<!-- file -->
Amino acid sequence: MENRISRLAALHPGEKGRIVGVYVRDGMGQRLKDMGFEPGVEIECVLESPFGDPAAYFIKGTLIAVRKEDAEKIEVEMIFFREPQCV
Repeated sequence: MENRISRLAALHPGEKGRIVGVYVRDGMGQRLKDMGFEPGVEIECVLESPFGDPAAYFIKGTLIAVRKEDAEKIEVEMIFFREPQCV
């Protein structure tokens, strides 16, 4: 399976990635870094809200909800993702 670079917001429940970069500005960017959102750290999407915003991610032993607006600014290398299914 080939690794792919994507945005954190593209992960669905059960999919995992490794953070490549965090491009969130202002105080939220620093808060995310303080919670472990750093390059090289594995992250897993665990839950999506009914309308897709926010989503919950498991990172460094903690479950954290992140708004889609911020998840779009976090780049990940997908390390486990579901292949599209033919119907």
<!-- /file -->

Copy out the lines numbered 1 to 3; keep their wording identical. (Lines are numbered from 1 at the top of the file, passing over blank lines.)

Amino acid sequence: MENRISRLAALHPGEKGRIVGVYVRDGMGQRLKDMGFEPGVEIECVLESPFGDPAAYFIKGTLIAVRKEDAEKIEVEMIFFREPQCV
Repeated sequence: MENRISRLAALHPGEKGRIVGVYVRDGMGQRLKDMGFEPGVEIECVLESPFGDPAAYFIKGTLIAVRKEDAEKIEVEMIFFREPQCV
């Protein structure tokens, strides 16, 4: 399976990635870094809200909800993702 670079917001429940970069500005960017959102750290999407915003991610032993607006600014290398299914 080939690794792919994507945005954190593209992960669905059960999919995992490794953070490549965090491009969130202002105080939220620093808060995310303080919670472990750093390059090289594995992250897993665990839950999506009914309308897709926010989503919950498991990172460094903690479950954290992140708004889609911020998840779009976090780049990940997908390390486990579901292949599209033919119907």